To all sisters, the choice is yours to be or not to be Mrs, no one will mistake your identity.
A Harare lawyer, Mr Raymond Nembo, said maybe the name had a benefit attached so one would use it even after divorce.

“I would think the name carries weight and it adds value to one. Why would one use a name that is a no name at all? It is by choice so I think there are benefits to using an ex’s name,” said Mr Nembo.

For sisters who are professionals, I see they use the double barrel.
In the media there is Monica Cheru-Mpambawashe. She is the child born to the Cherus and married to the Mpambawashe clan. There is also Beatrice Tonhodzayi-Ngondo, a journalist of repute too.

Tonhodayi-Ngondo said it was her choice that she respects both names hence the double barrel.
“I am Beatrice wekwaTonhodzayi and am a daughter-in-law to the Ngondos. I made my name as a journalist before I got married. I therefore want to use both names. I do so because that is the best way to sum up my identity. It does not offend anyone and that way I feel happy being called that,” said Tonhodzayi-Ngondo.

She went on to say as an activist and mother she felt she needed that name hence the choice.
“As a media person, activist, I had established a name before marriage. I respect that name. As a wife and a mother I am Mrs Ngondo and I feel I have the choice to be known as such and it does not make me any person less. So it is my wish to retain both names,” said Tonhodzayi-Ngondo.
There are some who have chosen to be known by their maiden name. We have not doubted that they are married, it is a choice.

Television producer and director, Miss Anna Miti is happily married to Percy Nhara. However, the former has chosen to be known as Miss Miti.
Miti said her husband was not fazed and sees nothing wrong in that name. In fact, she said the hassle in having a name change was what made her decide to stick to her maiden name.

“I use my name because all my official documents have that name. I would need to change my documents to Nhara and is it worth the trouble? I am married and my easy going husband does not raise dust over it. It is the trust, not the name that matters. There are so many famous Nharas e.g. Man Souljah (Joseph Nhara) and am tired of being asked: ‘You are married to which Nhara by the way?’ so for me, it is what we have that matters not what I am called. I carry myself as a married woman and that is what matters,” declared Miti.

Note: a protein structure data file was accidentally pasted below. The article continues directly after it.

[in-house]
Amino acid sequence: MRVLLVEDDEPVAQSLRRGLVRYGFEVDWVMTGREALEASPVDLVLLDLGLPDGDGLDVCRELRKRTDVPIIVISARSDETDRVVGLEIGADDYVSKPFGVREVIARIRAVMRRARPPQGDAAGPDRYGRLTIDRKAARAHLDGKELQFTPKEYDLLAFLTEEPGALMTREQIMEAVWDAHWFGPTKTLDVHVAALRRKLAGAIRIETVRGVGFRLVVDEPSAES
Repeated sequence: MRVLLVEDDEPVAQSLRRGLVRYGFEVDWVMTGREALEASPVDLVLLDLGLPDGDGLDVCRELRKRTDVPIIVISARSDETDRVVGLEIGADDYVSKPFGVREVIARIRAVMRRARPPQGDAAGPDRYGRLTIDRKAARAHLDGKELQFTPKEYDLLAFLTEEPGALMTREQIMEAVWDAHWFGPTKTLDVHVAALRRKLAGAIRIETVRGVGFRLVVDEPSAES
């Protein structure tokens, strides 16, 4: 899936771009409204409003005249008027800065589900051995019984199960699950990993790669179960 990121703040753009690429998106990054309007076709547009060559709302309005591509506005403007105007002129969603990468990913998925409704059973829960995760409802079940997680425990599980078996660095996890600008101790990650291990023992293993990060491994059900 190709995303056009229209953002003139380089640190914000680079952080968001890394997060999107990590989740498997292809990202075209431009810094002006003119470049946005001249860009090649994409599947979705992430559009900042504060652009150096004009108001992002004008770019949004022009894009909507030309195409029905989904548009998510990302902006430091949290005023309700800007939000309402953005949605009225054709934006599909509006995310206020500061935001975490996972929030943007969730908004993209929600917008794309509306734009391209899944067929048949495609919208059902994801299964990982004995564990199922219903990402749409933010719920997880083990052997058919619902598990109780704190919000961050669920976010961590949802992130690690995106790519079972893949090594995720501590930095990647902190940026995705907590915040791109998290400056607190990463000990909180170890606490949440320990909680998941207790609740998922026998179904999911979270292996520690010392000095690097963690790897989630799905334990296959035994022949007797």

“Secondly I had built a professional reputation and became a personality on my name, so for me it was a no brainer, besides my liberal husband does not mind, but if he did, we would probably have fought about it,” said Miti.
Melody Gwenyambira is happily married to Munyaradzi Doma and are the newsroom’s First Couple.

Melody uses a double barrel name too, Gwenyambira-Doma.
Munyaradzi and Melody are both journalists working for our sister publication, H-Metro. They work on the same desk and have thus become to be known as newsroom’s first couple.

“People knew me as Melody Gwenyambira when I first made it in the media. I then got married to Munyaradzi Doma and have added on my husband’s name. I again intend to honour both families so I use both my surnames. It is cool and Munya has no problem with that. Even if I were to change professions I would still use Gwenyambira-Doma.

“That way, my two families are known and honoured through my work,” said Gwenyambira-Doma, a mother of one.